Article

Gene expression plasticity as a mechanism of coral adaptation to a variable environment

  • Nature Ecology & Evolution 1, Article number: 0014 (2016)
  • doi:10.1038/s41559-016-0014
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Abstract

Local adaptation is ubiquitous, but the molecular mechanisms that give rise to this ecological phenomenon remain largely unknown. A year-long reciprocal transplant of mustard hill coral (Porites astreoides) between a highly environmentally variable inshore habitat and a more stable offshore habitat demonstrated that populations exhibit phenotypic signatures that are consistent with local adaptation. We characterized the genomic basis of this adaptation in both coral hosts and their intracellular symbionts (Symbiodinium sp.) using genome-wide gene expression profiling. Populations differed primarily in their capacity for plasticity: following transplantation to a novel environment, inshore-origin coral expression profiles became significantly more similar to the local population's profiles than those in offshore-origin corals. Furthermore, elevated plasticity of the environmental stress response expression was correlated with lower susceptibility to a natural summer bleaching event, suggesting that plasticity is adaptive in the inshore environment. Our results reveal a novel genomic mechanism of resilience to a variable environment, demonstrating that corals are capable of a more diverse molecular response to stress than previously thought.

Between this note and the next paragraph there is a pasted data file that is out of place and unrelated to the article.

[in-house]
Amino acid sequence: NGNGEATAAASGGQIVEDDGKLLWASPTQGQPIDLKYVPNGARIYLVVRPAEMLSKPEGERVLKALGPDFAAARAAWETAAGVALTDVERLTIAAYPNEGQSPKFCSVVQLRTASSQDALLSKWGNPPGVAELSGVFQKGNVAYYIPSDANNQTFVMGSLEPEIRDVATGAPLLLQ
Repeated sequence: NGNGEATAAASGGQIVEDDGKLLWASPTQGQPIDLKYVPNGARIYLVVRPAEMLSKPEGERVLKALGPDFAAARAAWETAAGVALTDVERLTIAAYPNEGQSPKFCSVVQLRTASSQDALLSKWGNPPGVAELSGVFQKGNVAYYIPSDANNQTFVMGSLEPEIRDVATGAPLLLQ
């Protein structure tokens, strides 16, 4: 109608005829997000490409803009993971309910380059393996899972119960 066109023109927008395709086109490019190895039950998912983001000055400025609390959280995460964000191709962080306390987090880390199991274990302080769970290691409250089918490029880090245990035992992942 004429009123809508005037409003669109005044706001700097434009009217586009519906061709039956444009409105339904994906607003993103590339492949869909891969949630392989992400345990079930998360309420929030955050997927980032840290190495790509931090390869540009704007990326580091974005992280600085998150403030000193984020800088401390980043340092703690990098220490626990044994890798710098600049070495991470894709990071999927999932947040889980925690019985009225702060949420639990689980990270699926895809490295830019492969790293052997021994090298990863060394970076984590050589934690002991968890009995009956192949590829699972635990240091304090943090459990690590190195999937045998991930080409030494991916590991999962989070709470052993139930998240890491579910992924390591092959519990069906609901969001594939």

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Acknowledgements

G. Aglyamova prepared the library of samples for Illumina sequencing. M. Strader created the GIS map of the Florida Keys. Bioinformatic analyses were carried out using the computational resources of the Texas Advanced Computing Center (TACC). Funding for this study was provided by NSF DDIG award DEB-1311220 to C.D.K. and M.V.M.

Author information

Affiliations

  1. Australian Institute of Marine Science, PMB No. 3, Townsville MC, Queensland 4810, Australia.

    • Carly D. Kenkel
  2. Department of Integrative Biology, University of Texas at Austin, 1 University Station C0990, Austin, Texas 78712, USA.

    • Carly D. Kenkel
    •  & Mikhail V. Matz

Authors

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Contributions

C.D.K. and M.V.M. conceived and designed experiments. C.D.K. performed experiments, analysed data and wrote the first draft of the manuscript. Both authors contributed to revisions.

Competing interests

The authors declare no competing financial interests.

Corresponding author

Correspondence to Carly D. Kenkel.

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